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A new sound art exhibit at the Confederate Memorial Chapel uses powerful oration to reflect on a country united

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Come in close next to one of the 12 speakers. Better yet, stand at the pulpit of the Confederate Memorial Chapel. There you can physically feel the throaty, forcefully spoken words of U.S. Representative John Lewis—a Civil Rights leader who has served in Georgia's 5th District since 1987—interspersed with the sharp staccato bangs of a gavel.

The audio bounces from one speaker to the next in quick succession leaving listeners disoriented but spellbound, rooted to a single spot. Another track plays the whispers and shuffling of the other people in the room as Lewis speaks to the House of Representatives in 1998 at the impeachment hearings for then-president Bill Clinton.

This muffled sound, which similarly bounces rapidly from one speaker to the next, resembles a rushing wind — the noise seems to be nowhere but everywhere all at once.

The short, 2 minute and 20 second clip rises to a crescendo, along with rapping gavel, as Lewis declares: "The wind may blow [rap]. The Thunder may roll [rap]. The lightning may flash [rap]. But we must never leave the American house [rap]. We must stay together as a family [rap]. One house [rap]. One family [rap]. The American house. [rap]. The American family."

It's a powerful oration made palpable in "Impeach" (2006) a sound installation by artist Donald Moffett, recently purchased by the Virginia Museum of Fine Arts in conjunction with the Brooklyn Museum and installed at the Confederate Memorial Chapel on the grounds.

Moffett's art falls into many categories and "Impeach," which was recorded by the artist while watching the proceedings on CNN, was his first immersive sound piece. Moffett emerged during the 1980s as a founding member of Gran Fury Collective, best known for works like "Silence=Death" (1987) in response to the AIDS crisis and the Reagan's administration silence on the matter. The museum's Sydney and Frances Lewis family curator of modern and contemporary art, Valerie Cassel Oliver, had worked with Moffett earlier on the retrospective "Donald Moffett: the Extravagant Vein" at the Contemporary Arts Museum in Houston in 2011, where "Impeach" was exhibited.

Previously, "Impeach" had only been installed in the white cube of a gallery space and Oliver explains that when installing art in the chapel, the museum treads very carefully. InLight 2015 is the only other time the chapel has housed contemporary art, which drew protests from the Virginia Flaggers at the time after a review in Style.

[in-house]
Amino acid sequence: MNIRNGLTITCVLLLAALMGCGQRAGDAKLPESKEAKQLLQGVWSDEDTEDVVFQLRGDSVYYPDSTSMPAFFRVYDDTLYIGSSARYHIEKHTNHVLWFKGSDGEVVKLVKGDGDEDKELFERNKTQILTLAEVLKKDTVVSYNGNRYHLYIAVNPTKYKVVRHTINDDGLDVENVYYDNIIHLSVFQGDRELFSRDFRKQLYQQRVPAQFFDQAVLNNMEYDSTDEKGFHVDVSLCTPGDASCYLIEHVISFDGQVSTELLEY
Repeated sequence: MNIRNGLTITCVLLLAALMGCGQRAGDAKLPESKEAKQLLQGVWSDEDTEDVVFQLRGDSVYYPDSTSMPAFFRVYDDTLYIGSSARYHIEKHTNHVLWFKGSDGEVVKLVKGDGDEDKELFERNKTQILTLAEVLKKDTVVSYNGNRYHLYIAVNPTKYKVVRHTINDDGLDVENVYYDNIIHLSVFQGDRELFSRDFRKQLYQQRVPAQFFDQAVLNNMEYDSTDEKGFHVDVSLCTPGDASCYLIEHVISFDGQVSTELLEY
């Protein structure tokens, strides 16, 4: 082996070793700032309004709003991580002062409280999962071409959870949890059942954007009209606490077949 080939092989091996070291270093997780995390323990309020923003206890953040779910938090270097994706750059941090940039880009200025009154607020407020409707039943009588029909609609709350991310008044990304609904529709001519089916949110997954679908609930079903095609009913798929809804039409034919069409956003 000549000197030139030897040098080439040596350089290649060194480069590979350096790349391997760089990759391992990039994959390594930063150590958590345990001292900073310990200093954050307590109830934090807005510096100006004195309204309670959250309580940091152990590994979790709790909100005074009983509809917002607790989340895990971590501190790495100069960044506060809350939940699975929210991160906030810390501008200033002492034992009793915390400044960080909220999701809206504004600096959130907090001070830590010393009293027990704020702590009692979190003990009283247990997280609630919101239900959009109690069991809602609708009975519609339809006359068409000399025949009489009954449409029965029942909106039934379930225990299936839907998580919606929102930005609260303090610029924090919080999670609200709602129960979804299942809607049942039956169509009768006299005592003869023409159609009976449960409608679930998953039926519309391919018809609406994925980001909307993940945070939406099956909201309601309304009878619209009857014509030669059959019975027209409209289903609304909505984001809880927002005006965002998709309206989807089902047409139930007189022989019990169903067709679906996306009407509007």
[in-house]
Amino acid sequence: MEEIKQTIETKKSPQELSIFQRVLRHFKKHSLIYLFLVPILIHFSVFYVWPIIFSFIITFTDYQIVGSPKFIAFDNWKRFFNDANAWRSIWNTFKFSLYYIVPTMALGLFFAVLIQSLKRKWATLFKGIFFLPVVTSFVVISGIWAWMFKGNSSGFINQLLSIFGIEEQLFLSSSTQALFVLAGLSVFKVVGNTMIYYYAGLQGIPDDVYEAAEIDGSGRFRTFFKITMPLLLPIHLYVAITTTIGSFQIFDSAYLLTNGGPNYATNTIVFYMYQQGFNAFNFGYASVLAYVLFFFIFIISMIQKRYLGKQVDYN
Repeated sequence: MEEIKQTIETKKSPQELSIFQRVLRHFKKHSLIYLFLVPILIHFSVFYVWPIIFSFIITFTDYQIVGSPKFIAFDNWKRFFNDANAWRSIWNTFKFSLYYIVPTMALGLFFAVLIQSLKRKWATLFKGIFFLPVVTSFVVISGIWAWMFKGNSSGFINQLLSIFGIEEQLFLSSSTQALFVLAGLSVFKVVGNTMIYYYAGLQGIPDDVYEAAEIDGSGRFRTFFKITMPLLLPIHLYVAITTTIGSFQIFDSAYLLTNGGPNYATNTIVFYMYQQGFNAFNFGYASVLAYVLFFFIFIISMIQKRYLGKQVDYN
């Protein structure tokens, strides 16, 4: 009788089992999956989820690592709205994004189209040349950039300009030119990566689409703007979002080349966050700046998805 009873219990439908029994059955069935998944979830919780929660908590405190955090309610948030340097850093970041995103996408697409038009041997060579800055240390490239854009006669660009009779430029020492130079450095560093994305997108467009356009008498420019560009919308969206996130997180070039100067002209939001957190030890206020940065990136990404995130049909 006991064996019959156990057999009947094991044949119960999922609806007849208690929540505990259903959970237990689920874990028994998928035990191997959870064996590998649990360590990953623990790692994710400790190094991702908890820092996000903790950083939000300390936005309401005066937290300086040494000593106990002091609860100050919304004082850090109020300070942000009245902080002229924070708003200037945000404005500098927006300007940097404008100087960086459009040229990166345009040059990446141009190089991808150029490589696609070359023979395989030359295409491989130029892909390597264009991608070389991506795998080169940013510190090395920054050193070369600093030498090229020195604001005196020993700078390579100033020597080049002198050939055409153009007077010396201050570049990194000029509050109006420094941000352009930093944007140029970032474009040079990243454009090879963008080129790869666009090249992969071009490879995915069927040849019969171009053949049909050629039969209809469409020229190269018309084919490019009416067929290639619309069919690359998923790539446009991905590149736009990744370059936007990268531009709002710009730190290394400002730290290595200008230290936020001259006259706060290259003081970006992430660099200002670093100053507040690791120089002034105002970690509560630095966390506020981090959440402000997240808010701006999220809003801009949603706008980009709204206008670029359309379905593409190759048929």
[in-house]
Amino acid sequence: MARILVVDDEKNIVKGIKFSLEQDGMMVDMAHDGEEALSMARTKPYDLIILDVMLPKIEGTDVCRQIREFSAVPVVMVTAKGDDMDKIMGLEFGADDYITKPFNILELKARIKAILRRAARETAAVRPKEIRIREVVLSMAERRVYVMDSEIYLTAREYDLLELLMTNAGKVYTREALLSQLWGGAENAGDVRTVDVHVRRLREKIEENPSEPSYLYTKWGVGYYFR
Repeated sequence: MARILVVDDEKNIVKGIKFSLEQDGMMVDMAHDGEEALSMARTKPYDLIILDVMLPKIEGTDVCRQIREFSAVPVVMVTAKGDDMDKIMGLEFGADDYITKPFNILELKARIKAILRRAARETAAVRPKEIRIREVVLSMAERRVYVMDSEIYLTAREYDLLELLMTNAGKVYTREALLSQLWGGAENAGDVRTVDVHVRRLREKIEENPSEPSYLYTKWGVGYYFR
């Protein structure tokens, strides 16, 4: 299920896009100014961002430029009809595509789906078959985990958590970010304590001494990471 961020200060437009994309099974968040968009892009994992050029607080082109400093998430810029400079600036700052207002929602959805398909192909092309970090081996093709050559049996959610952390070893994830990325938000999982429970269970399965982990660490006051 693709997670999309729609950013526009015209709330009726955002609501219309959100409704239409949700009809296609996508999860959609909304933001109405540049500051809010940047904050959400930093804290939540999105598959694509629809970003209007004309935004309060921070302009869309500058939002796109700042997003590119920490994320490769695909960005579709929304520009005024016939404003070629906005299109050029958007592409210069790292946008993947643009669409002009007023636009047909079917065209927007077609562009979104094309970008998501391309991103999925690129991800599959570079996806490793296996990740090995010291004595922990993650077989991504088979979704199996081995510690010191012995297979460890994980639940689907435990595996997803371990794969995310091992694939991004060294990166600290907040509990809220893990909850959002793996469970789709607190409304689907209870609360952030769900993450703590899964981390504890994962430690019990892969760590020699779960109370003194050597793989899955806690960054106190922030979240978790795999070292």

However, the chapel made sense as a site because "this retains a layer of history with why the chapel was built in the first place," explains Oliver. "It was built as a site of reflection and meditation but also one that heralded reconciliation between the North and the South. … So it made sense that John Lewis's speech and oration would resonate within this."

The Confederate Memorial Chapel was built in 1887 with funds provided by private residents, veterans and money from the sale of donated tobacco. Since 2015, the museum has operated the building, which is open 365 days a year.

While the stained-glass windows feature Confederate flag motifs and the central archway declares, "This Chapel is Dedicated to the Memory of the Confederate Dead," the chapel was used by Southern and Northern veterans for reunions, lectures and other events. A pair of stained-glass windows at the front of the chapel feature U.S. shields that served as emblems for the North and the South. They stand adjacent to one another in reconciliation.

Although "Impeach" focuses on a contentious political moment in American politics, Oliver maintains that she doesn't see it as a political piece.

"It's not about politics. It's about the unification of this country and the understanding that we are a family," she says. "That we have come to several salient moments within our history where we have been on the brink of being torn apart."

That distinction is important. Experiencing "Impeach" in the chapel is different than learning about it and the political context of 1998. I heard it twice while at the museum and then I replayed it several times at home after researching the actors involved—Moffett, Lewis and Clinton — and watching the impeachment hearings on C-Span. I became bogged down with the extended narrative. Yet, I kept recalling the experience of being there. Concentrating. Hearing and experiencing the audio in that space close to the speakers and listening to the clanging gavel that rings out alongside Lewis' words: "We must stay together as a family. One house. One family. The American house. The American family."

It was overwhelming in a visceral way. I can't shake that feeling. I don't want to.

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